The following is a guest post by Kyle Chezum, a content specialist at Lender411.com. Lender411.com helps homebuyers compare mortgage rates, find local lenders, and locate the best mortgage packages available.
If you’re taking out a mortgage, you’ll pay closing costs on the loan. We all know this and expect it. Your lender has probably already provided you with a list of what closing costs you’ll have to pay and their respective amounts.
But you don’t have to pay every fee on the list. For starters, some are negotiable by nature, which means the lender fully expects you to haggle. You’re giving away money if you don’t. Second, some fees aren’t required at all. They’re phantom fees that literally pay for nothing—and if you keep your mouth shut like a good little borrower, your lender will simply take the money as profit. Don’t let this happen.
Protest. Start a revolution. Check everything twice and ask your lender for clarification. The list below will help you determine which charges are legitimate and which ones aren’t, and if your lender tries to charge you a fee that isn’t listed here, be very suspicious.
- Origination Fee: This is a legitimate fee, but it’s simply profit for the lender. This is the fee they charge you for the service of creating the loan. As a result, you can definitely negotiate. No lender wants to lose your loan over something as simple as this, and they’ll often work with you to reduce it.
- Application Fee: Try to get out of this. Lenders try to argue that the application fee pays for other parts of the loan process, such as the credit report fee or the appraisal fee, but the money rarely gets used this way. Avoid an application fee if you can, but lenders are fierce on this one—it’s guaranteed money for them. Do your best.
- Payment Points: Legitimate—but optional. It’s up to you whether you want points as part of your mortgage package. Points are typically paid by the borrower in order to reduce the loan interest rate.
- Credit Report Fee: This actually does cost your lender money, but they’ll almost always charge you more for it than it costs them. Negotiate this one too.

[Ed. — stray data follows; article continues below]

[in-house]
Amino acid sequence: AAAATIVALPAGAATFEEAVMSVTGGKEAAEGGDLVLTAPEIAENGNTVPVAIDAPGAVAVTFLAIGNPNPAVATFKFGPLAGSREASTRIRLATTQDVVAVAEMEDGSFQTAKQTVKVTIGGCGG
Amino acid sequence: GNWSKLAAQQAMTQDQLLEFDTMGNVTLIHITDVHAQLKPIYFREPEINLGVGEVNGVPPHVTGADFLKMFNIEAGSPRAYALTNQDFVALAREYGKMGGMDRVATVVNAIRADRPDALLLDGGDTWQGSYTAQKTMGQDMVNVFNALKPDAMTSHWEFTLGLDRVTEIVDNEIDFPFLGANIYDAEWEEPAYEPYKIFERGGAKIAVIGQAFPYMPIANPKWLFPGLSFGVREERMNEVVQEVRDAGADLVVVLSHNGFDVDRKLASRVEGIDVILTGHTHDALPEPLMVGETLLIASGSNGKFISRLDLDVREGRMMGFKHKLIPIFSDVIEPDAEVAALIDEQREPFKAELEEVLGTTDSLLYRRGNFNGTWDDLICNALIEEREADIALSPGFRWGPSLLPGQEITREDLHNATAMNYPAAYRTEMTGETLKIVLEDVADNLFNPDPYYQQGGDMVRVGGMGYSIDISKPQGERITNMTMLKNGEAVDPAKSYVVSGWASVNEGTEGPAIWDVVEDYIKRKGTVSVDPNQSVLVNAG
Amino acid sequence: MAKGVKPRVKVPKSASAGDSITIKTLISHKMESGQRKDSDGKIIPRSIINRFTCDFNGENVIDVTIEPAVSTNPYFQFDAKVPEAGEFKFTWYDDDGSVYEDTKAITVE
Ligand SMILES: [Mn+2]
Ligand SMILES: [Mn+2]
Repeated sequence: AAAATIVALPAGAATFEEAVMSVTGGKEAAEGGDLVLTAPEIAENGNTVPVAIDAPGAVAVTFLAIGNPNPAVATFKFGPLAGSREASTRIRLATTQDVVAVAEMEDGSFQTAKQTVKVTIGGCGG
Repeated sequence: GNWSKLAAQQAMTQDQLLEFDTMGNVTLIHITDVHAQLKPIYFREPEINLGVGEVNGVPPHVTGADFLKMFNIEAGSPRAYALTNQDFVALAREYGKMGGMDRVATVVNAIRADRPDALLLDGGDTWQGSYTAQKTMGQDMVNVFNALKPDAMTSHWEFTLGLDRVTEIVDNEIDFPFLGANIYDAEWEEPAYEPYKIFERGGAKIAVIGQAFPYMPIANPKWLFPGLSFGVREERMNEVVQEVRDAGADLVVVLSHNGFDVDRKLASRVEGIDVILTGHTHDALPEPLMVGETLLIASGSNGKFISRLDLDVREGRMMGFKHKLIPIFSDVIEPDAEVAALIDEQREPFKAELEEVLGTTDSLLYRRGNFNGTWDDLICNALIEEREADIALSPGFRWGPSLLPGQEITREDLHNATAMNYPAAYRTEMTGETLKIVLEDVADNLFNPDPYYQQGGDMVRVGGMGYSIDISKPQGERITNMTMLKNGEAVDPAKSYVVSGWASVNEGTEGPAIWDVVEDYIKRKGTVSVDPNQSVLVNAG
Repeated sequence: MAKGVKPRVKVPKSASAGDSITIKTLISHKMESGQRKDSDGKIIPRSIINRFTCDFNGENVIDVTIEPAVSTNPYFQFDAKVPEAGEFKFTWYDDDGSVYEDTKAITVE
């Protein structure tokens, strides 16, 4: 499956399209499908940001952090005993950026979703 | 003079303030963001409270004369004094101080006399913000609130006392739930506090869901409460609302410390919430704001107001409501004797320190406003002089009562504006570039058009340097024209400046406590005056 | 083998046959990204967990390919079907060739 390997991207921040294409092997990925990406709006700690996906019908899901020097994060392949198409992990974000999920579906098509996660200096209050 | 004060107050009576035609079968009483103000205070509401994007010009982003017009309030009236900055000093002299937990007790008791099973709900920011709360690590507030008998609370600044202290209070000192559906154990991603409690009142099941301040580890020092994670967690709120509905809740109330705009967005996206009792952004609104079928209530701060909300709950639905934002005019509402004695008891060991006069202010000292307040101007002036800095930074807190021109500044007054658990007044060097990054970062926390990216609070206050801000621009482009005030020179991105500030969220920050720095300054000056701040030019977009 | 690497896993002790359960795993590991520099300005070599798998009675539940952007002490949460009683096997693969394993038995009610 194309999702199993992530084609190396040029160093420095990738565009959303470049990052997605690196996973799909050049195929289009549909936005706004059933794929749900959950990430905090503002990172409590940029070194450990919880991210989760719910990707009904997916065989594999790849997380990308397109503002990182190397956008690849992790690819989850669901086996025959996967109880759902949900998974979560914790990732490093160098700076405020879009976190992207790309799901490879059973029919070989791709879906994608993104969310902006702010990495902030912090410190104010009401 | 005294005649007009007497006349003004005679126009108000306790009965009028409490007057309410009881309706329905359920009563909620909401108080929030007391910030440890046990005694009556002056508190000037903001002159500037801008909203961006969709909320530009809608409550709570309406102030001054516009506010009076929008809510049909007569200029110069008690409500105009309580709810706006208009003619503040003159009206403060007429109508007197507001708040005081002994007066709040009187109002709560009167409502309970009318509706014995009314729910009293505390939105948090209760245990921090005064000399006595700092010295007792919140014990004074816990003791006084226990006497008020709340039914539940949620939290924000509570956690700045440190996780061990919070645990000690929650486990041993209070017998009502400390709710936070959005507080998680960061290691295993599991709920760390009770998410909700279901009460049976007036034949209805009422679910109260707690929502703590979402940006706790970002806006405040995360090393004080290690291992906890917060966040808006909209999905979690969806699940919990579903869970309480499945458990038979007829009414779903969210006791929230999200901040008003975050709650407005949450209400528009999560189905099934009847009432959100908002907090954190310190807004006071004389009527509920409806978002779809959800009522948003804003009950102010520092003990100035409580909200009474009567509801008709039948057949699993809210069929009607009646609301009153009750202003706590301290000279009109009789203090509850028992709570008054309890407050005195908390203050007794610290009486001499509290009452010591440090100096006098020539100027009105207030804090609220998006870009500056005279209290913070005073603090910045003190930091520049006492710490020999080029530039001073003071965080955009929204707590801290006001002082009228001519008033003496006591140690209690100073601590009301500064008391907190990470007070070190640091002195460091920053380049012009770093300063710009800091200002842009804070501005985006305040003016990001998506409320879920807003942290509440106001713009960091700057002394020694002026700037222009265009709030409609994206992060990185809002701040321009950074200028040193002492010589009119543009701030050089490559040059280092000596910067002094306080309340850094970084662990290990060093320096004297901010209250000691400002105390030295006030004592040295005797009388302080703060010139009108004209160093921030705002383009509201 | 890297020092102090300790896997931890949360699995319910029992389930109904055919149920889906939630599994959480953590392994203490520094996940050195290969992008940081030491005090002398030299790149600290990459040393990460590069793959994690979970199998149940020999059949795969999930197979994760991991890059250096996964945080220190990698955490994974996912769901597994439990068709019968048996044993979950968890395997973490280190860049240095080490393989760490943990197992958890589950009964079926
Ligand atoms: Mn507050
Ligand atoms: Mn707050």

- Appraisal Fee: A legitimate fee, but you might have already paid for it yourself. Did you pay to have the house appraised at the time of the appraisal? Yes? You wouldn’t believe how many lenders will tack on a fee to cover this when in fact the borrower already paid for it. Check this.
- Assumption Fee: This one is unfair at best and unnecessary at worst. An assumption fee is the fee you pay when you are assuming the mortgage of a previous borrower. This shouldn’t cost your lender anything, and therefore you shouldn’t pay for it.
- Mortgage Broker Fee: This is a real one. Don’t try to squeeze out of this. Your mortgage broker has performed a valuable service for you deserves to be paid.
- Lender Inspection Fee: Completely fake. Protest!
- Tax Servicing Fee: A small fee, but nonnegotiable. Just like with the credit report, though, your lender may try to overcharge you for it. Ask questions. Find out what the true cost of the service was.
- Document Preparation Fee: The most bogus of all bogus fees. If your lender won’t scratch it out, at least demand to know what it was for. Document preparation? Has anyone ever figured this one out? We think not. In some cases, however, this covers the cost of hiring an attorney to review the loan paperwork. But this is often unnecessary. Find out before you pay.
- Rate Lock-In Fee: This is usually a real cost, because it secures you a specified rate for a certain period of time regardless of market conditions, but you can probably negotiate it.
- Underwriting Fee: This one is a real expense and typically nonnegotiable.
- Processing Fee: Another real expense. If you make a fuss, you might be able to negotiate this one, since it simply covers the “office overhead” required to originate the loan. But it’s probably not worth it, as many of these costs are pretty standard for your lender.
- Escrow Fee: The big one. You can almost always save at least a few hundred dollars on this expense. Lenders often work with specific title companies and they’ll try to push you into the one they’ve got a partnership with. Don’t agree. You don’t have to. Do some research and find a cheaper title company. Their will almost always be a cheaper one. Make your lender play in your court.
Different lenders are going to react differently when you approach them to reduce your closing costs. Some may oblige willingly. Others, not so much. A few won’t budge at all, though this is rare. Play it by ear. Study the list above and do what you can to save a few hundred dollars—or even a few thousand—when your mortgage closes.